The Muscular Endurance block is designed to help our endurance athletes go the distance. As such, only athletes in sports that require high levels of muscular endurance (wrestling, swimming, cross country, marathon, triathlon, cycling, etc.) will see these blocks in their Volt training. 

When you perform a high volume of lightweight or bodyweight movements with short rest intervals between sets or circuits, your muscles will feel the "burn" of metabolite buildup in the bloodstream as your body works to supply energy to working muscles. By training strategically on this block, athletes will increase their muscles' ability to "buffer" this buildup, helping them endure longer bouts of exercise at higher levels of intensity. Essentially, training for muscular endurance helps athletes compete for longer distances at higher speeds. 

Competitive Phase (in-season) considerations:

Endurance athletes will see this block more frequently nearing the start of their competitive season or endurance event, to help create maximum training transfer from the weight room to the mat, pool, field, or course.  

Unload (UNL)

  • Overall Volume: Low
  • Scheme: 3 sets of 4-6 reps
  • Loading: 52.5% - 62.5% of e1RM

*Schemes and loading are general representations of training protocols for most primary compound movements and may vary based on the actual movements prescribed 

Typically programmed only one week at a time, the Unload block provides a necessary break from the routine. During an Unload Block, athletes can expect to continue moving through proper movement patterns under load, albeit, a greatly decreased load compared to other blocks. Athletes will still retain the strength and power developed in other blocks, but will get a much-needed rest from the demands of high-volume, high-load phases. The Unload block also allows for new adaptations to occur—the rest gives the body a chance to relax from its stressed state during an intense training period, letting post-training adaptations fully take root.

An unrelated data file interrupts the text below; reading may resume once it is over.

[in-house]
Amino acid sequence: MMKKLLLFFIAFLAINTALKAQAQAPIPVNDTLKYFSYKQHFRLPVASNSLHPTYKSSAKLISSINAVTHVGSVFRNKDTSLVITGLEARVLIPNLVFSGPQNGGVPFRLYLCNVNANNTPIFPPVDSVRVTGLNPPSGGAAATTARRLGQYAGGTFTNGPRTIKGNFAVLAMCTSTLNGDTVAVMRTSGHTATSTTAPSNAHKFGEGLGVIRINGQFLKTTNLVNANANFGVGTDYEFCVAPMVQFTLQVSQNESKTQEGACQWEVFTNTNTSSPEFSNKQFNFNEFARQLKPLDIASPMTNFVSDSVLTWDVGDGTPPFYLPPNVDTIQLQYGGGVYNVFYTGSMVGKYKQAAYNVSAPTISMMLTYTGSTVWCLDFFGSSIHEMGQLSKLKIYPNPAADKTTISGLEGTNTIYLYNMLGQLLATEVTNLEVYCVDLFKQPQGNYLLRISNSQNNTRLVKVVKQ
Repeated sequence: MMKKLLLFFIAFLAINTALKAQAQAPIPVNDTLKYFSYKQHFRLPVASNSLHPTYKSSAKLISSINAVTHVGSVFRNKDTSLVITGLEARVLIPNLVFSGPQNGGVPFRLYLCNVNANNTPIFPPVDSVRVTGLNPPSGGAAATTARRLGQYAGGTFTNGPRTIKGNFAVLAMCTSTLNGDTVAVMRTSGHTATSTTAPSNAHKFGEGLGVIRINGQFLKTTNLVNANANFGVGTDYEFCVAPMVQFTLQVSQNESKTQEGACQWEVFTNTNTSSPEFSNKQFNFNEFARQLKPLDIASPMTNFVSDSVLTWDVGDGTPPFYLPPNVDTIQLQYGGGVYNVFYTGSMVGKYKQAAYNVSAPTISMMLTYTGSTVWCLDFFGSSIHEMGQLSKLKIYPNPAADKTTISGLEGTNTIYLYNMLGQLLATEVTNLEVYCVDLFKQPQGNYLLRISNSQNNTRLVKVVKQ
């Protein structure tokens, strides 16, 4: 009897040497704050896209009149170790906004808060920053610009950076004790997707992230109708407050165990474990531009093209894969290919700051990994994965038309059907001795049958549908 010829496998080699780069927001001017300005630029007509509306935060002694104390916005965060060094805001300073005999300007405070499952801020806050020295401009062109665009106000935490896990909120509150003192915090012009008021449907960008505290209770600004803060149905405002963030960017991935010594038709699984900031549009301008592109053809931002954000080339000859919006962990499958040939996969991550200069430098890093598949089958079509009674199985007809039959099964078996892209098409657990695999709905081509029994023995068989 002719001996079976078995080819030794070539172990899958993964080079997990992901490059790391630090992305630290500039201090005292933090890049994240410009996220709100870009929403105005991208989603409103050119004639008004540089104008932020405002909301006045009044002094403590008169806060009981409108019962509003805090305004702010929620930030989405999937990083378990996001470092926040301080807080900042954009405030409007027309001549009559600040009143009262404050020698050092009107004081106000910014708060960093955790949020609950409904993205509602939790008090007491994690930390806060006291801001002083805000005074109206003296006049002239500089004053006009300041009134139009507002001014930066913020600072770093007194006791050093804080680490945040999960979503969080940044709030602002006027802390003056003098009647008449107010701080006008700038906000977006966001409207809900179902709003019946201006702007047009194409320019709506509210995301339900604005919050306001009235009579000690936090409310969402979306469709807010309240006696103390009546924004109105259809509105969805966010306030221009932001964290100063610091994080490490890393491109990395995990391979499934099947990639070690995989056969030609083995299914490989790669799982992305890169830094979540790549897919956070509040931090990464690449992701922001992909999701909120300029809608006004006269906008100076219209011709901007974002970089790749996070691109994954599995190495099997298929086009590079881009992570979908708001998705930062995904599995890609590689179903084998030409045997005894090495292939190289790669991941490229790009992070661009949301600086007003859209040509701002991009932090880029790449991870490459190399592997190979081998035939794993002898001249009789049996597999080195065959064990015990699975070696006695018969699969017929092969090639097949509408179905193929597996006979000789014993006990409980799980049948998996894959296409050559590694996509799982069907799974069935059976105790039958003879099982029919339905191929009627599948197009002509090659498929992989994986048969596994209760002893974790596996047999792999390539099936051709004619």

Competitive Phase (in-season) considerations:

Strategically placed throughout the sport season, Unload weeks are akin to active rest in the weight room. Unloading gives the body enough time to rest and recover from periods of high stress, which is essential for continuing to improve athletic performance without risking injury or overtraining.

Take Away

The important thing to take away from this post is that not one of these training protocols is new or incendiary. None of them is proprietary. There is no ego at stake in the training philosophies behind Volt’s programs. Our terminology may differ slightly from others’, but the guiding science is the same: the timely application of stress (in the form of volume and loading of movements) within a training session or phase, and the timely removal of stress at critical times (in the form of an Unload week), creates a pattern of progressive overload that will develop strength, power, and speed. The science is there—it is up to you to get the most out of each and every training session.